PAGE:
Wisconsin’s new standards for sex education are in the cross hairs at the Capitol. Legislation which would significantly revise provisions of the Healthy Youth Act is being offered by New Berlin Republican state Senator Mary Lazich. Lazich said the intent is to return the development of school human growth and development curriculum to local control. “The school district gets to make those decisions,” Lazich told a crowded public hearing on Wednesday. “So, MPS, Milwaukee, they might have a human growth and development curriculum that is very much different from Spooner.”
AUDIO: State Senator Mary Lazich (3:28)
Lazich said districts like Milwaukee won’t have to change their curriculum. “MPS can continue to teach that curriculum that they believe is successful. We’re not forcing them to abandon that curriculum.” The bill (SB 237) would allow school districts to return to abstinence based programs if that’s what the community wants. Milwaukee Democrat, Senator Chris Larson, questioned language in the bill which refers to abstinence as the only effective means to prevent pregnancy and sexually transmitted diseases. “When you end saying it’s the only effective way without saying it’s the most effective way, the problem you have with that is if you’re teaching children that, then they end up thinking “well that’s the only way. If I’m going to have sex, condoms can’t protect me, other forms of birth control can’t protect me, why would I those at all, because they’re not effective.””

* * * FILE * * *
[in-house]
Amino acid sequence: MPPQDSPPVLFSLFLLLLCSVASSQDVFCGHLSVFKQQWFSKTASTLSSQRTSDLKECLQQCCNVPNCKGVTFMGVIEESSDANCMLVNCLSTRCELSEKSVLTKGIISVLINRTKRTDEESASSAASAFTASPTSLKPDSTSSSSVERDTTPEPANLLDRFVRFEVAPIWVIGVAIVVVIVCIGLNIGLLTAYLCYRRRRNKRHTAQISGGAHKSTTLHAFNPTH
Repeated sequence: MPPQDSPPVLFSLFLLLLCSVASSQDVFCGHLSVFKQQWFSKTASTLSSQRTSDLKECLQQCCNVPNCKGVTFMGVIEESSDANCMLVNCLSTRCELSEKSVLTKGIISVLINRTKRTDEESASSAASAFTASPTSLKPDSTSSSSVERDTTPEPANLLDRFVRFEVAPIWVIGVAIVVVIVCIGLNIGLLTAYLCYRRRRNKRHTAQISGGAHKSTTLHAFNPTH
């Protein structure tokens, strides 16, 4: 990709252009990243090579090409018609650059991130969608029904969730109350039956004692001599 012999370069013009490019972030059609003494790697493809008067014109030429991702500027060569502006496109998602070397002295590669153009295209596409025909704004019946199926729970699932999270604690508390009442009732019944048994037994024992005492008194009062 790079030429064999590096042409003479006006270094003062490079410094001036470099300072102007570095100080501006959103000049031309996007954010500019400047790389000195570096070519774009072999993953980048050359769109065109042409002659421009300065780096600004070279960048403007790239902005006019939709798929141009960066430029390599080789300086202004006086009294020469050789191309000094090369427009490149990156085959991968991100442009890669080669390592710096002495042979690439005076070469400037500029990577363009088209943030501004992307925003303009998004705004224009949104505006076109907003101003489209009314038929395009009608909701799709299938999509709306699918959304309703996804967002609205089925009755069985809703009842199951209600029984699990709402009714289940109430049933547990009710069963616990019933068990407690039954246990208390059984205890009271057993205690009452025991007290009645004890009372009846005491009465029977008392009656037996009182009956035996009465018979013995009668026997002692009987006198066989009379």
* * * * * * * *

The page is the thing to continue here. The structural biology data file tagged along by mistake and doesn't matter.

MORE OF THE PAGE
“We’ve had a lot of Republican-Democrat differences up here this year, I thought we might agree on whether or not teenagers are sexually active or not,” said Senator Tim Cullen, a Janesville Democrat, who asked Lazich whether she taught abstinence was “a more popular route” in some school districts. “I can’t answer that question, because I don’t have the empirical data on that,” said Lazich.
“I can tell you that from my Madison community, early sexual activity amongst children is very significantly reduced, and abstinence training works,” said Syte Reitz. “But you have to train them.” Reitz said she home-schooled her two sons, both of whom are now enrolled at UW Madison. A different perspective was offered by Dr. Paula Cody, who works with adolescent moms in inner city Milwaukee. “The youngest mom that I’ve taken care of is eleven. She was pregnant at 10, delivered at 11,” said Cody. “We need to start (sex ed) young, we need to start often, and it needs to be medically accurate.”
Representative Tamara Grigsby, a Milwaukee Democrat who authored the original Healthy Youth Act legislation, also testified against Lazich’s bill. “We’re looking at partisan politics here, and radical agendas,” Grigsby said. The Healthy Youth Act has not yet been in place for a year: then Governor Jim Doyle signed the measure into law in February of 2010. The legislation drew strong Republican opposition at the time.